Ajantha

Ashoka Fellow
Sri Lanka,
Fellow Since 2005
National Program on Recycling of Solid Waste

Citation

This profile was prepared when Ajantha Perera was elected to the Ashoka Fellowship in 2005.
The New Idea
Dr. Ajantha Perera is building an economic model for the profitable recycling and composting of solid waste throughout Sri Lanka, using a combination of strategies that link national and local authorities with people working in the rubbish disposal industry and the general public.
Local government authorities, who are responsible for collecting and disposing rubbish in Sri Lanka, are integral to Ajantha’s plans. Through sound economic models she illustrates that solid waste management should consist of composting and recycling primary source material. With her guidance, a growing number of local governments are running profitable composting and recycling programs. However, to fully gain the support of government authorities for recycling and waste-reduction programs, local industry involvement is crucial. Ajantha is demonstrating to local companies how they can engage in systematic recycling for long-term profits, thereby ensuring their cooperation.
Ajantha is also aware that the success of the recycling industry is dependent upon raising the role and dignity of the people closely involved with its day-to-day functioning: the garbage workers who scour mountains of waste and ride the rubbish trucks. Through close links with these persons, she is professionalizing their work, improving working conditions and giving them a voice in the overall direction and shape of the industry.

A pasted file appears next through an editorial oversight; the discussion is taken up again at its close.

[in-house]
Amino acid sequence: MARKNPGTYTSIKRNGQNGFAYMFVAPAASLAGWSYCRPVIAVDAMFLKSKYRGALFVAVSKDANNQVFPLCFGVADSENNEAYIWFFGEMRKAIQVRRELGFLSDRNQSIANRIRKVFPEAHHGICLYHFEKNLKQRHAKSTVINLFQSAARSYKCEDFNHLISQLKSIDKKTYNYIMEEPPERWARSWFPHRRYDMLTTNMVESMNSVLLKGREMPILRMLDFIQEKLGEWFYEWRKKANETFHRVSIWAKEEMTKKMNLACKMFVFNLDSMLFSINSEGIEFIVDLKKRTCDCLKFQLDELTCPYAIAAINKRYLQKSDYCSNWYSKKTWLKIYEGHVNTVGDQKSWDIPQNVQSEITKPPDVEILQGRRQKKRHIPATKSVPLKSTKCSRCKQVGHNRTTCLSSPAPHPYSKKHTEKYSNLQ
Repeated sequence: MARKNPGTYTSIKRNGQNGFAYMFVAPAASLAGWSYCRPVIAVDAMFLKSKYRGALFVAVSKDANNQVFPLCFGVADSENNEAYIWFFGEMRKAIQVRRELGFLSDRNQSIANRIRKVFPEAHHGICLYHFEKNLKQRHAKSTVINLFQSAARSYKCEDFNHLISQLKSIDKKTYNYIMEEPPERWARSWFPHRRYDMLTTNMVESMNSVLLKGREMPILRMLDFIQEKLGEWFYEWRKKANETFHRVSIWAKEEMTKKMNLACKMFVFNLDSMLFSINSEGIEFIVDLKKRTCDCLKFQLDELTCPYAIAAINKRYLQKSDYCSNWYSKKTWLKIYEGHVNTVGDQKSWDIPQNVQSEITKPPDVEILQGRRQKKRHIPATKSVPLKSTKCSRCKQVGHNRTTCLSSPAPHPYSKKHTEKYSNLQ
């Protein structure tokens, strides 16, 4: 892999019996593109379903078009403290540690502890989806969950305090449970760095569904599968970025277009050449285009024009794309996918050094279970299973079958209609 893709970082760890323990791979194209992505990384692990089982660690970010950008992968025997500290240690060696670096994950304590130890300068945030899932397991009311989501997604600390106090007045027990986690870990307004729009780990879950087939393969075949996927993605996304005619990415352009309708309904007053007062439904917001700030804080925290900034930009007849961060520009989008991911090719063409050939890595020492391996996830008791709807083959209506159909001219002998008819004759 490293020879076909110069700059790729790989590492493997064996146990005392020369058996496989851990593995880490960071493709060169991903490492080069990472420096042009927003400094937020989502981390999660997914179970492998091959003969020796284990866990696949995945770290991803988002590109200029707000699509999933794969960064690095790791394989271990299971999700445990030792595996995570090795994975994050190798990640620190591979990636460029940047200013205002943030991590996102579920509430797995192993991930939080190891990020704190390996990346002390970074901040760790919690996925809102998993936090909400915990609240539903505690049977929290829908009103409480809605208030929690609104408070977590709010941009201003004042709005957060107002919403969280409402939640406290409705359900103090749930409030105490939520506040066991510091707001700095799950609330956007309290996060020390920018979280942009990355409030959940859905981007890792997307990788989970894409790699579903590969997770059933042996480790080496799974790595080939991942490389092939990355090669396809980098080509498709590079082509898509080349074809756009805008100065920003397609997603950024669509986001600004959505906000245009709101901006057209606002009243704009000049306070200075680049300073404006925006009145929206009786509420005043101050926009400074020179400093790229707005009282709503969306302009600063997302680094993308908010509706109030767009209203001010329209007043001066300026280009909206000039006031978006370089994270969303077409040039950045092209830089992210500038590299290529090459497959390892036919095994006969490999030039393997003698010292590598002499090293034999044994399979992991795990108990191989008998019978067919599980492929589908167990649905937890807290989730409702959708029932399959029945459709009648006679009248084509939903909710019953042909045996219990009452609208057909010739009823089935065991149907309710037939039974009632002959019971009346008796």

Heightening the status of garbage workers, bringing local industries on board and convincing bureaucrats to change policy in favor of recycling ultimately all effect the ordinary consumer, the source of waste. Much of Ajantha’s work is aimed at changing public behavior, such as the imposition of fines for littering, television spots on recycling and rubbish, and reintroduction of non-polythene bags into shops and school canteens. Ajantha realizes that a change in public attitude to waste disposal will not come through lecturing or moralizing. Instead, she employs realistic approaches that combine sanctions with incentives and offer workable alternatives to simply dumping rubbish. While recognizing that the success of her work will occur gradually, Ajantha is convinced that her country is becoming cleaner as popular awareness spreads, recycling industries become established, and more government officials become involved in tackling the problem.
The Problem
The Strategy
The Person

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